In a new research paper, Tuck assistant professor Eesha Sharma explores the link between mental accounting and charitable giving.
According to a Gallup poll conducted in 2013, only 32 percent of American households keep a written budget each month that tracks their income and expenses. So how do the other 68 percent avoid financial ruin? Probably through mental accounting: having some general sense of how much they should be spending in each category of expense. This method might spare families the tedium of hashing out a budget at the kitchen table, but it exposes one quirk of the human brain: we’re much better at recording and categorizing routine expenses than irregular ones. In effect, some “exceptional expenses” (uncommon or infrequent) may slip our mental balance sheet, leading us to spend more than we otherwise would.
One could imagine how managers may use this knowledge to boost sales—or how consumers may overspend if unaware of it. Instead, Tuck assistant professor Eesha Sharma chose to study how the phenomenon may reap societal benefits in the charitable giving domain. In a new paper published in the Journal of Experimental Psychology: Applied, Sharma and her co-authors, Abigail Sussman of the Chicago Booth School of Business and Adam Alter of the NYU Stern School of Business, show that framing charitable donations as exceptional expenses increases generosity.
To the extent researchers have scientifically studied charitable giving, they’ve focused on the psychological motivations of it: the benefits people derive from giving, or the emotions they experience when asked to give. Sharma’s paper, therefore, is the first to examine how people mentally budget for charitable donations, and how charitable appeals can influence that budgeting process. The only other study that comes close is Harvard professor J.T. Gourville’s 1998 article on “pennies-a-day” framing, which shows that describing a single $365 donation as a series of smaller ones ($1 per day) gets people to associate a large one-time expense with small, everyday expenses, thus disrupting the budgeting process. Sharma and her co-authors theorized that something similar happens with our mental accounting when we think of an expense as “exceptional.” The difference, however, is the mechanism. “We suggest…that exceptional framing leads people to disregard the cost of expenses primarily because those expenses seem more distinctive and infrequent,” they write.
Sharma, Sussman, and Alter tested this hypothesis in five laboratory and field experiments that observed how people interacted with different online advertisements for a charitable event, and how those advertisements affected their budgeting. The ads were for an annual charity event, and they were framed in one of two ways: either as ordinary (“held annually”), or exceptional (“only once a year”). Critically, the actual frequency of the charity event remained constant between the two conditions; however, participants receiving the exceptional appeal perceived the event as more infrequent and unusual. The exceptional framing also affected participants’ mental budgeting, and in turn, their generosity. When donations were described as exceptional rather than ordinary, people rated their budget as a less important factor in their donation decision, and considered the effect of the donation on their budget to a lesser degree. As a result, people engaged more fully when charitable donations and events were framed as “only once a year”: click-through rates on Google ads were higher, donation intentions were greater, and people donated larger amounts of money.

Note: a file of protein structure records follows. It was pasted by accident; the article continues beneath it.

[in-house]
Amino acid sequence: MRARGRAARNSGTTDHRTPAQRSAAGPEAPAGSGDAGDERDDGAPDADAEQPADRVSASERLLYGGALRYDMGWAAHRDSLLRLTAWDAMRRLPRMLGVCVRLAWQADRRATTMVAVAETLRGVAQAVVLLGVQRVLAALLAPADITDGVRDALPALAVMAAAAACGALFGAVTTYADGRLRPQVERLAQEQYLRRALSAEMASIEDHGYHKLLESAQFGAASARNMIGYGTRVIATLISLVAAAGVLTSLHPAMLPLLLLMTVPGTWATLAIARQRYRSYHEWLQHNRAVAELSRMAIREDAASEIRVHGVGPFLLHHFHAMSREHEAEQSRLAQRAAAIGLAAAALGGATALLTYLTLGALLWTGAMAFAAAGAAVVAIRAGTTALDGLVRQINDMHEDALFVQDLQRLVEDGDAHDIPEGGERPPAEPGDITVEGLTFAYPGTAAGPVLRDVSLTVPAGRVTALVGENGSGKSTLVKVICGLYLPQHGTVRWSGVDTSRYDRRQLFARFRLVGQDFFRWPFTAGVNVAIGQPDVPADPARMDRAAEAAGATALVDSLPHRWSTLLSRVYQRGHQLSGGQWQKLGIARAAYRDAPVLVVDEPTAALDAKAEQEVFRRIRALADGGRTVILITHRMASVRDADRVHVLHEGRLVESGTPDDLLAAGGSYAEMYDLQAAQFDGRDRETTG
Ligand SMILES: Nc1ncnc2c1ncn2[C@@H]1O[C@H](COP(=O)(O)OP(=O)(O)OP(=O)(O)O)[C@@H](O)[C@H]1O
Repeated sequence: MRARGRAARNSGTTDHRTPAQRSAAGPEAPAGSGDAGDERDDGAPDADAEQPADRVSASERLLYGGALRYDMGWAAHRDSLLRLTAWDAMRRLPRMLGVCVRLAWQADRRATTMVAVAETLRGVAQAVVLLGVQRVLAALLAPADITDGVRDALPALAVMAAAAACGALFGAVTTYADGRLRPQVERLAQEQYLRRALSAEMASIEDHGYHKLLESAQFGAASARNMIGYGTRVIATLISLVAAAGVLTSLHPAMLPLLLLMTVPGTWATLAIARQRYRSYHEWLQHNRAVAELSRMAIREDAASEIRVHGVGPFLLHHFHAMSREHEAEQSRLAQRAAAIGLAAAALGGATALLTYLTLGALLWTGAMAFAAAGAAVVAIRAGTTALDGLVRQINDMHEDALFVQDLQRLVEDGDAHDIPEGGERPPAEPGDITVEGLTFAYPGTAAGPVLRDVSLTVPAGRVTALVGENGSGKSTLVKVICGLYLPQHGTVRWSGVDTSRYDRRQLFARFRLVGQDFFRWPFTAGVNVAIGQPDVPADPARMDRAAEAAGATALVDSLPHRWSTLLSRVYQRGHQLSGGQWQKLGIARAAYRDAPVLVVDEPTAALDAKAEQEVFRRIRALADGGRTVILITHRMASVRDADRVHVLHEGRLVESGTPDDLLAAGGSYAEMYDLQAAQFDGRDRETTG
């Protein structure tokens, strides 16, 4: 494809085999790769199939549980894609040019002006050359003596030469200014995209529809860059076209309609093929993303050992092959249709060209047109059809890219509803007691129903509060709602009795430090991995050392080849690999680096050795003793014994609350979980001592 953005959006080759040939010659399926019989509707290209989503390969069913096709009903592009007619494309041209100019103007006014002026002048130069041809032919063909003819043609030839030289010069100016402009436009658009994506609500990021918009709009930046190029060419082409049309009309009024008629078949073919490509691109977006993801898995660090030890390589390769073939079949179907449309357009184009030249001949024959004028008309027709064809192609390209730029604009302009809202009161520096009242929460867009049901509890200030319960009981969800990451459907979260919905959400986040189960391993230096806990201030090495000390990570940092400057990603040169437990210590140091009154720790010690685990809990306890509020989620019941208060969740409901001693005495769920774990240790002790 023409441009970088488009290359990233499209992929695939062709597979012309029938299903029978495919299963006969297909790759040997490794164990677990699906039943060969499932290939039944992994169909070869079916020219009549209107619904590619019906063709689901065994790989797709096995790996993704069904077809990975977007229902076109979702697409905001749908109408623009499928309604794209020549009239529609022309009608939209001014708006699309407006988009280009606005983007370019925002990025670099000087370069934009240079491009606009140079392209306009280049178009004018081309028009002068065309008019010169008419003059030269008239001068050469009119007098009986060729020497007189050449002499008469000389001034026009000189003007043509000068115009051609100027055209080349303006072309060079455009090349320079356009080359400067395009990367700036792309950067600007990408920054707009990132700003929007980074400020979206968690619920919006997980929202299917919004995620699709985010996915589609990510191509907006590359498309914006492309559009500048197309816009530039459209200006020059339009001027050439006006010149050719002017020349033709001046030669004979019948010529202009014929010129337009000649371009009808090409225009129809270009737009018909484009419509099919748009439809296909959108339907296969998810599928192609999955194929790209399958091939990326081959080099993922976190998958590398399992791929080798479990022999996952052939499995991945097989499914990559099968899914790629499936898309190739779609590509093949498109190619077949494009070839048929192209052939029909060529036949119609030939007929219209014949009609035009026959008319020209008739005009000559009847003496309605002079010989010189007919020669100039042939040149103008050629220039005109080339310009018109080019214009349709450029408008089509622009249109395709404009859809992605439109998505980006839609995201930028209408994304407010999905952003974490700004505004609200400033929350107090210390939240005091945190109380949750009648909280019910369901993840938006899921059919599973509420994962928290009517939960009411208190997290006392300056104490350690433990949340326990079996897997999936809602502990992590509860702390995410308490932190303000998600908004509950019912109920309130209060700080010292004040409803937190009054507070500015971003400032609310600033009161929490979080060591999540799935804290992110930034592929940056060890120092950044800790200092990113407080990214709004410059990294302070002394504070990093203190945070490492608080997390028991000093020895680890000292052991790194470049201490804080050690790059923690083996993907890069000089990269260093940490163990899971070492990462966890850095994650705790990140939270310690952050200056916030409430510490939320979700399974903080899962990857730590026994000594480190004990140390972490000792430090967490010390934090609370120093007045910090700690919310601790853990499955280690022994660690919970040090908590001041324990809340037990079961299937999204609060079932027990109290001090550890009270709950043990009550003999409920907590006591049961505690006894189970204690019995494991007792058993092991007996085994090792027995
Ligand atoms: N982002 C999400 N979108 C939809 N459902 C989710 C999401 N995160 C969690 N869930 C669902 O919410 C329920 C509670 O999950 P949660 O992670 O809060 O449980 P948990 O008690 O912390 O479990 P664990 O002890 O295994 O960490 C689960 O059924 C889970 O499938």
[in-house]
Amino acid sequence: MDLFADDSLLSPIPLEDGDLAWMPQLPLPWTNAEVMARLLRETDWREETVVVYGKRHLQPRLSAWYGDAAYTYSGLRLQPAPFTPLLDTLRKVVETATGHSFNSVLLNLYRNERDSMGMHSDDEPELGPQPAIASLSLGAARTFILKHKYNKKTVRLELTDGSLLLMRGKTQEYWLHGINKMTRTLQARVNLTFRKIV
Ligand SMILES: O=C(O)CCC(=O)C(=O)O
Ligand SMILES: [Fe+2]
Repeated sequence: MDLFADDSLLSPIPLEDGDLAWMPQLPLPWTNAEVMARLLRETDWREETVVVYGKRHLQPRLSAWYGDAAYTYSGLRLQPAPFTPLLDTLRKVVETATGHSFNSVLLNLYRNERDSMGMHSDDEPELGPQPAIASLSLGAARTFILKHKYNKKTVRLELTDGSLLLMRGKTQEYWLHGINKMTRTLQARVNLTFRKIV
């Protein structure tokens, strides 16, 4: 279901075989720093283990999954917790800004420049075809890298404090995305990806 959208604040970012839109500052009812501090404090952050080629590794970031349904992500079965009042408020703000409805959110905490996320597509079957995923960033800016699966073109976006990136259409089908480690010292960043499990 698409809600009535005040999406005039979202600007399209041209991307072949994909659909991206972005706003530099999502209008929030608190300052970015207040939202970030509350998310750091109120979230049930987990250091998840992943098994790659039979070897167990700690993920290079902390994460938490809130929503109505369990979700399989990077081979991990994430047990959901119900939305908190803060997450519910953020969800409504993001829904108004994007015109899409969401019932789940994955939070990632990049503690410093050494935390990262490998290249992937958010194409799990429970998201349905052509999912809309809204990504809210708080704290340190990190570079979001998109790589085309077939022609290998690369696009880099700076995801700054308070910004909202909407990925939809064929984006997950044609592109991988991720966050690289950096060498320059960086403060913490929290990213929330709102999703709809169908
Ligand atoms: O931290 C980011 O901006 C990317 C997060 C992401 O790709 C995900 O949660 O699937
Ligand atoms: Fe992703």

This research has important practical implications for organizations requiring consumer support for their mission. It shows that organizations may boost generosity simply by describing donations and events as more extraordinary, rather than common and predictable.
“Raising funds is fundamental to organizational success. But fundraising strategies present many challenges, and can be difficult to execute,” said Sharma, an expert on consumer financial decision-making. “Exceptional framing is a subtle, easily-implementable tactic that organizations can incorporate into their fundraising efforts. From the consumer side, it is useful to understand the factors that may unwittingly influence our spending—people may be just as likely to overspend on goods and services framed as exceptional rather than ordinary.”
Perhaps another way to put it is: Don’t be afraid to open your wallet for a good cause. Just beware of those ads urging you to splurge on a Rolex “only once a year.”
A. Sussman, E. Sharma, A. Alter (2015), Framing Charitable Donations as Exceptional Expenses Increases Giving, Journal of Experimental Psychology: Applied.